Coalition responds to Committee on Fuel Poverty Interim Report

The Committee on Fuel Poverty has announced its decision to delay its annual report until after the Government has completed its review of the Fuel Poverty Strategy.

It has issued an interim report given that the Government’s first strategic fuel poverty milestone is due in 2020 and recent commitments to bring all greenhouse gas emissions to net zero by 2050.

Commenting on the report, a spokesperson for the End Fuel Poverty Coalition commented:

The Committee on Fuel Poverty interim report is clear that without more investment, the government will miss its targets for both fuel poverty and net zero.
The Chancellor needs to take bold and decisive action in the planned Budget on 6 November to ensure that tackling fuel poverty is set out as a national infrastructure priority with the funding to match.
Vital funding will include £1.1bn to fund a nationwide Fuel Poverty Clean Growth Challenge Fund.

The Coalition previously set out the steps Government needs to take to end fuel poverty in its response to the Fuel Poverty Strategy review.

Lack of money will stymie government fuel poverty review

A lack of funding to tackle statutory targets on fuel poverty in England could have damaging long term consequences, according to the End Fuel Poverty Coalition.

The Coalition’s response to the Government’s Fuel Poverty Strategy Review broadly welcomes the consultation, but warns there are major areas which need improvement.

Fuel poverty means that a household is forced below the poverty line as a result of the cost of using energy in their home. Using the current measurement, at least 2.53m households are in fuel poverty in England alone.

The Strategy review proposes widening this definition to include all low income households living in cold homes (the ‘Low Income, Low Energy Efficiency’ indictor). The government believes this will better incentivise energy efficiency. This increases the number of fuel poor households in England from 2.55 million to 3.66 million: an increase of 44%.

The Coalition’s response argues that the most crucial action that Government can take is to support proposals for a new ‘Clean Growth Fuel Poverty Challenge Fund.’ This would help the poorest households living in the worst F and G-rated homes, mainly in hard to heat homes.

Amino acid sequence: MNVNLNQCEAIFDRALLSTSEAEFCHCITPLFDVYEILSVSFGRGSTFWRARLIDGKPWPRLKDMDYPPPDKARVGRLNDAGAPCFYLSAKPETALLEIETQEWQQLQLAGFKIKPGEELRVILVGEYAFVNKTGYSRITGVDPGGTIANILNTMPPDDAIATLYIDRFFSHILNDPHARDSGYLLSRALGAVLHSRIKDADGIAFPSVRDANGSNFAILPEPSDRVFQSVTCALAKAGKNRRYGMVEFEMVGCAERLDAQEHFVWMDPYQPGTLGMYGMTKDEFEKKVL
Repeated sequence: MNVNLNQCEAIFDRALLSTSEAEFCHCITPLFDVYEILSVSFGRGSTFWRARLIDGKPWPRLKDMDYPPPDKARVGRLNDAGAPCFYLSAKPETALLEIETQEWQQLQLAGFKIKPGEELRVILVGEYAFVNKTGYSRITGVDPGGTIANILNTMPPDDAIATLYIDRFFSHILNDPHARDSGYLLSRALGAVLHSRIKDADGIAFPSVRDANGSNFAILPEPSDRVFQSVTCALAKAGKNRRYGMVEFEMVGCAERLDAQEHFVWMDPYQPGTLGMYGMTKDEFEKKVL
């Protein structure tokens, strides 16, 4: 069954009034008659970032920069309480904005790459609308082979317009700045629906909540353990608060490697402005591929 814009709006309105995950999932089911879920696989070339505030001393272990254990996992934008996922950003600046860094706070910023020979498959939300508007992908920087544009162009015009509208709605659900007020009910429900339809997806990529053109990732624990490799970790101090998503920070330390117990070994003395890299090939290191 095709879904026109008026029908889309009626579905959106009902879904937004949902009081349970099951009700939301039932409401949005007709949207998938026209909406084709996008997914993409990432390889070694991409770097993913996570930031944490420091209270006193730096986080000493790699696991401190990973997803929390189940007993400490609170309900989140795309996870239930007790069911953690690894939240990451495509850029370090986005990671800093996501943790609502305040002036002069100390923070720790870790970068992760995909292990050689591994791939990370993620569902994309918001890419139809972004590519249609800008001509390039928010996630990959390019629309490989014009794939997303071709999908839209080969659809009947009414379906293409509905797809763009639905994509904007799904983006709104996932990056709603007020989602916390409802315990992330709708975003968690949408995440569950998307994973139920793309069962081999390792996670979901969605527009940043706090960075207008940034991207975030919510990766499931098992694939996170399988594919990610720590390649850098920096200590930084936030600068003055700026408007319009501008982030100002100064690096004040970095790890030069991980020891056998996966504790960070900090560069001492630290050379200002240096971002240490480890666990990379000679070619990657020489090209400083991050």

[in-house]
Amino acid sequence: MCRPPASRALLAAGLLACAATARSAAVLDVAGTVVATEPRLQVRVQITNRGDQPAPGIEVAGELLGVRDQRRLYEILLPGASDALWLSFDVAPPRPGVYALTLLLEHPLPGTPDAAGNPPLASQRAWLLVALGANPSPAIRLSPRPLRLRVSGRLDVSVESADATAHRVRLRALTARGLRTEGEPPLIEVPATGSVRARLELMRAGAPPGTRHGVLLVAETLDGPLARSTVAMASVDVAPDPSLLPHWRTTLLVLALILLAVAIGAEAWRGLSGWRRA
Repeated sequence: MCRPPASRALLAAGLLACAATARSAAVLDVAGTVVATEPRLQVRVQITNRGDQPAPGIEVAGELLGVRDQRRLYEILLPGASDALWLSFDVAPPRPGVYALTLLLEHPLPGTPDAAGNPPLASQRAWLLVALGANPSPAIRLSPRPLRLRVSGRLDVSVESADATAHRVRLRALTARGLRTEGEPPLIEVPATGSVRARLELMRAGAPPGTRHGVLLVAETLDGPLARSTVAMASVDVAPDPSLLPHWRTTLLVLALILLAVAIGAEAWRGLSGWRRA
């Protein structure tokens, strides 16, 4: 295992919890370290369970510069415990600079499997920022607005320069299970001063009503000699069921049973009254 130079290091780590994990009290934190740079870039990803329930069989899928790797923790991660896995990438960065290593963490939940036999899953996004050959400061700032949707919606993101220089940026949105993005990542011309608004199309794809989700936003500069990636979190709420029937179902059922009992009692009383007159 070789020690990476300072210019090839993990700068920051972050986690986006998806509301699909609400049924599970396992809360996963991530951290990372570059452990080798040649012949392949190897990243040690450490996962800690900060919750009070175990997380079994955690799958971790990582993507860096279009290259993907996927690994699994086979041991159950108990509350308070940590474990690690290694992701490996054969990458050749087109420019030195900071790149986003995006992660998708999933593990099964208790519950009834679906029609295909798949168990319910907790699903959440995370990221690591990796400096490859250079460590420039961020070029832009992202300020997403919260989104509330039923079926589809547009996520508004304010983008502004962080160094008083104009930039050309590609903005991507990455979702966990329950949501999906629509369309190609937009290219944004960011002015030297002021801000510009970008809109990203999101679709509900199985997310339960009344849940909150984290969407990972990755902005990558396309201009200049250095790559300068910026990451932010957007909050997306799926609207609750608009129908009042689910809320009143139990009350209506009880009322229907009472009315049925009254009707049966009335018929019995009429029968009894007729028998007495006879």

The Coalition’s detailed response to the Strategy Review also calls for additional improvements, to create a longer term framework for energy efficiency. These include:

  1. Better regulation of the private sector
  2. Make the Energy Company Obligation (ECO) Scheme more accessible to those in greatest need
  3. Introduce more locally led, area-based schemes to improve energy efficiency, backed up by a national “safety net”
  4. Ensure all improvements are of the highest and safest quality
  5. Examine new financial measures to improve energy efficiency across the wider housing stock such as stamp duty reforms, zero interest loans, etc.

 Dr Brenda Boardman, Emeritus Fellow at Oxford University’s Environmental Change Institute, and one of the core authors of the Coalition’s response, commented:

Fuel poverty policy has been in the doldrums for several months, so that this consultation is welcome evidence that the Government wants to revive policy.

There is recognition of the crucial importance of energy efficiency improvements, but no statements yet of appropriate funds. And yet there needs to be prompt, positive action to upgrade all the fuel poor in F and G-rated properties in the next 15 months, as promised.

The growing emphasis on regulation, for instance of the privately rented sector, is encouraging, but still depends on enforcement to be effective. We believe this is a great opportunity for the Department for Business, Energy and Industrial Strategy to be strong and really champion the fuel poor. 

Peter Smith, Director of Policy and Research at National Energy Action (NEA), said:

Without more ambitious action 160,000 fuel-poor households could still be living in the least efficient homes by 2020, with the Government way off-track towards meeting its 2030 statutory target. As well as the devastating impacts cold homes have on their occupants, the delayed cost of inaction extend to all of us.

Addressing fuel poverty is a crucial part of meeting the new stretching carbon targets. Without a big improvement in current efforts, the government will not meet its climate change targets. Poorer households will benefit the least from energy policies, whilst paying a higher share of the costs, despite making lower contributions to our overall emissions.

But it doesn’t have to be this way. Ending fuel poverty is in our grasp through a National Energy Efficiency Programme, fully funded support for those in fuel poverty and reform of the private rented sector.

A full copy of the End Fuel Poverty Coalition response is available online.

You can follow the Coalition on Twitter @EndFuelPoverty.